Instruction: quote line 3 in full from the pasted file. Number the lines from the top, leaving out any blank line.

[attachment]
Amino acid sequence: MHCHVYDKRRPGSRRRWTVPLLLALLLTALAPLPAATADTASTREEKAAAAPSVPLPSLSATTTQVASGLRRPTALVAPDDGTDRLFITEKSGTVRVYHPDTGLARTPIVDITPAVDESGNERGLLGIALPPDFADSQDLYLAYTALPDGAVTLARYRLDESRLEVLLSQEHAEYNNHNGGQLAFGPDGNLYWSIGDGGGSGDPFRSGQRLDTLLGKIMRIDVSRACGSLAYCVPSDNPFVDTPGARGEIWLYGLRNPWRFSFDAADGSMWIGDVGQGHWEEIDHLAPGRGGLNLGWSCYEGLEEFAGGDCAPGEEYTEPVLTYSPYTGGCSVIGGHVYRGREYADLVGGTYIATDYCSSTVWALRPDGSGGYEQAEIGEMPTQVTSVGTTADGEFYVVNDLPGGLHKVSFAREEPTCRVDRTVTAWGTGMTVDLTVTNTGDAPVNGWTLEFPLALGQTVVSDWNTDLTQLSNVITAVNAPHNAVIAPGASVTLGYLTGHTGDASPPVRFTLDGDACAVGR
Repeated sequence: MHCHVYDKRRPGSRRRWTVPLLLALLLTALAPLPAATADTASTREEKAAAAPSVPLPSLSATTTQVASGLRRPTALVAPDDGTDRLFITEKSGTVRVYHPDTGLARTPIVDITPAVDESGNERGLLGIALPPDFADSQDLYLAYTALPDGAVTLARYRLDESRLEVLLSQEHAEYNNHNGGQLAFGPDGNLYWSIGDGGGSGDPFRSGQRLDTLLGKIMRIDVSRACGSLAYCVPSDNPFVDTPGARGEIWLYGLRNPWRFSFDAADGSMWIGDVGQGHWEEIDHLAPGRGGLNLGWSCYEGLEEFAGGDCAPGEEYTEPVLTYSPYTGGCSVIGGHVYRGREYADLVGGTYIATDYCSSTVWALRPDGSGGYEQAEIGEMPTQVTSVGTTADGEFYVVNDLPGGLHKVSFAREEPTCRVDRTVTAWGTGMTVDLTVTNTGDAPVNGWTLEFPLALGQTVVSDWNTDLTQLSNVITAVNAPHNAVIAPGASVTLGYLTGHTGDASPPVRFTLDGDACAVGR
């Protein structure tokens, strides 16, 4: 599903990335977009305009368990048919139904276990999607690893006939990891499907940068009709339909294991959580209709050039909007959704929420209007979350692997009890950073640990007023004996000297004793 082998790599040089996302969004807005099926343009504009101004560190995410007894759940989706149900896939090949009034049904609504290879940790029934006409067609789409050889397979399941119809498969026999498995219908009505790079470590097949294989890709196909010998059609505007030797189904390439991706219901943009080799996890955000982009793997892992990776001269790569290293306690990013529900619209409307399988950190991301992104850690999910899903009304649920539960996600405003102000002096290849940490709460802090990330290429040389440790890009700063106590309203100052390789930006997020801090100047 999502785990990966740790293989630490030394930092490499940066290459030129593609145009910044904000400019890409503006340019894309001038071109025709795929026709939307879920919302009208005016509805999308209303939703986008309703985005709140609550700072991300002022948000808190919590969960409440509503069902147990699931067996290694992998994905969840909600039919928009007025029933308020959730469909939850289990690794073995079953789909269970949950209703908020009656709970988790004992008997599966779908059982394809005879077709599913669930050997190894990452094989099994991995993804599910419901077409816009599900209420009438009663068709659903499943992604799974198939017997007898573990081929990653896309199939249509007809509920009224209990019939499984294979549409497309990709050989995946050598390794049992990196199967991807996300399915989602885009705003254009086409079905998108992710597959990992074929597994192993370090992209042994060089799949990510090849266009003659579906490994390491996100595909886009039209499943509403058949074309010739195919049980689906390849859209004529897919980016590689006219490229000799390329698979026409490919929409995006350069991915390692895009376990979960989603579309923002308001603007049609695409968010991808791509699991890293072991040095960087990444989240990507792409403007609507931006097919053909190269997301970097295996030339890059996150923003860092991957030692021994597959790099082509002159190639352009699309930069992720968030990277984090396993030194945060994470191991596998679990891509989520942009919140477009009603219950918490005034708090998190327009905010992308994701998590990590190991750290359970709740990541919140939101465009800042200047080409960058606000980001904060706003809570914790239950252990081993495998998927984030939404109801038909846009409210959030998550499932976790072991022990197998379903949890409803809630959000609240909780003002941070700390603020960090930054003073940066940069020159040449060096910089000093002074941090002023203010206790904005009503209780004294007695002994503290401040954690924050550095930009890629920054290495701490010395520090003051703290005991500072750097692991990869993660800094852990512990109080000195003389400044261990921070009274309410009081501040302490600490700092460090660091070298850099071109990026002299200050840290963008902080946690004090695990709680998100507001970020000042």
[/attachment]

């Protein structure tokens, strides 16, 4: 599903990335977009305009368990048919139904276990999607690893006939990891499907940068009709339909294991959580209709050039909007959704929420209007979350692997009890950073640990007023004996000297004793 082998790599040089996302969004807005099926343009504009101004560190995410007894759940989706149900896939090949009034049904609504290879940790029934006409067609789409050889397979399941119809498969026999498995219908009505790079470590097949294989890709196909010998059609505007030797189904390439991706219901943009080799996890955000982009793997892992990776001269790569290293306690990013529900619209409307399988950190991301992104850690999910899903009304649920539960996600405003102000002096290849940490709460802090990330290429040389440790890009700063106590309203100052390789930006997020801090100047 999502785990990966740790293989630490030394930092490499940066290459030129593609145009910044904000400019890409503006340019894309001038071109025709795929026709939307879920919302009208005016509805999308209303939703986008309703985005709140609550700072991300002022948000808190919590969960409440509503069902147990699931067996290694992998994905969840909600039919928009007025029933308020959730469909939850289990690794073995079953789909269970949950209703908020009656709970988790004992008997599966779908059982394809005879077709599913669930050997190894990452094989099994991995993804599910419901077409816009599900209420009438009663068709659903499943992604799974198939017997007898573990081929990653896309199939249509007809509920009224209990019939499984294979549409497309990709050989995946050598390794049992990196199967991807996300399915989602885009705003254009086409079905998108992710597959990992074929597994192993370090992209042994060089799949990510090849266009003659579906490994390491996100595909886009039209499943509403058949074309010739195919049980689906390849859209004529897919980016590689006219490229000799390329698979026409490919929409995006350069991915390692895009376990979960989603579309923002308001603007049609695409968010991808791509699991890293072991040095960087990444989240990507792409403007609507931006097919053909190269997301970097295996030339890059996150923003860092991957030692021994597959790099082509002159190639352009699309930069992720968030990277984090396993030194945060994470191991596998679990891509989520942009919140477009009603219950918490005034708090998190327009905010992308994701998590990590190991750290359970709740990541919140939101465009800042200047080409960058606000980001904060706003809570914790239950252990081993495998998927984030939404109801038909846009409210959030998550499932976790072991022990197998379903949890409803809630959000609240909780003002941070700390603020960090930054003073940066940069020159040449060096910089000093002074941090002023203010206790904005009503209780004294007695002994503290401040954690924050550095930009890629920054290495701490010395520090003051703290005991500072750097692991990869993660800094852990512990109080000195003389400044261990921070009274309410009081501040302490600490700092460090660091070298850099071109990026002299200050840290963008902080946690004090695990709680998100507001970020000042």